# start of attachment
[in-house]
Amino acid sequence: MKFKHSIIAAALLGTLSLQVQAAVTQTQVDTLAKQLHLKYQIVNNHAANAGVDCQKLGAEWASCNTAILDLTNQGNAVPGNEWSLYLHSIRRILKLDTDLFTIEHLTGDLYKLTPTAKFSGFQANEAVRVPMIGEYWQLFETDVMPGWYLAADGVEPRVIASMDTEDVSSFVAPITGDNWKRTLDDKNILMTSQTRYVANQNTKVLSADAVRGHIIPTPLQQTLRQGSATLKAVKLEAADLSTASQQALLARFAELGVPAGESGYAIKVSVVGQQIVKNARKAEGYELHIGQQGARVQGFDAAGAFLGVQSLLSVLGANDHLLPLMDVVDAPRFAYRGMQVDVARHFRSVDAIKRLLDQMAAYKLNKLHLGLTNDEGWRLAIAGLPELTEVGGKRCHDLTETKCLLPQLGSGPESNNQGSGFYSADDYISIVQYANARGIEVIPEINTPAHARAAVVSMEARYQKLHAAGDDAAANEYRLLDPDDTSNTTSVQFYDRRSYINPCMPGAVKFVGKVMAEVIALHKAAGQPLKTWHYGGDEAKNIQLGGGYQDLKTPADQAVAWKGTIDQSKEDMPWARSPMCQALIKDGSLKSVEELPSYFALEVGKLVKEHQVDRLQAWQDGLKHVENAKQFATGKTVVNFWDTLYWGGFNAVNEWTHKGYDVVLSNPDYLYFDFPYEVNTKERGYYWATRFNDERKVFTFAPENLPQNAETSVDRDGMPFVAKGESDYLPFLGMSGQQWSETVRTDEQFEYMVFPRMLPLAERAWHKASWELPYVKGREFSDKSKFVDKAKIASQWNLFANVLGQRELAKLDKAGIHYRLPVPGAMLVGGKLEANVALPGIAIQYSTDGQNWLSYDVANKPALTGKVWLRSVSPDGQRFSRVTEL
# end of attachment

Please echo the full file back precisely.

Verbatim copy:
[in-house]
Amino acid sequence: MKFKHSIIAAALLGTLSLQVQAAVTQTQVDTLAKQLHLKYQIVNNHAANAGVDCQKLGAEWASCNTAILDLTNQGNAVPGNEWSLYLHSIRRILKLDTDLFTIEHLTGDLYKLTPTAKFSGFQANEAVRVPMIGEYWQLFETDVMPGWYLAADGVEPRVIASMDTEDVSSFVAPITGDNWKRTLDDKNILMTSQTRYVANQNTKVLSADAVRGHIIPTPLQQTLRQGSATLKAVKLEAADLSTASQQALLARFAELGVPAGESGYAIKVSVVGQQIVKNARKAEGYELHIGQQGARVQGFDAAGAFLGVQSLLSVLGANDHLLPLMDVVDAPRFAYRGMQVDVARHFRSVDAIKRLLDQMAAYKLNKLHLGLTNDEGWRLAIAGLPELTEVGGKRCHDLTETKCLLPQLGSGPESNNQGSGFYSADDYISIVQYANARGIEVIPEINTPAHARAAVVSMEARYQKLHAAGDDAAANEYRLLDPDDTSNTTSVQFYDRRSYINPCMPGAVKFVGKVMAEVIALHKAAGQPLKTWHYGGDEAKNIQLGGGYQDLKTPADQAVAWKGTIDQSKEDMPWARSPMCQALIKDGSLKSVEELPSYFALEVGKLVKEHQVDRLQAWQDGLKHVENAKQFATGKTVVNFWDTLYWGGFNAVNEWTHKGYDVVLSNPDYLYFDFPYEVNTKERGYYWATRFNDERKVFTFAPENLPQNAETSVDRDGMPFVAKGESDYLPFLGMSGQQWSETVRTDEQFEYMVFPRMLPLAERAWHKASWELPYVKGREFSDKSKFVDKAKIASQWNLFANVLGQRELAKLDKAGIHYRLPVPGAMLVGGKLEANVALPGIAIQYSTDGQNWLSYDVANKPALTGKVWLRSVSPDGQRFSRVTEL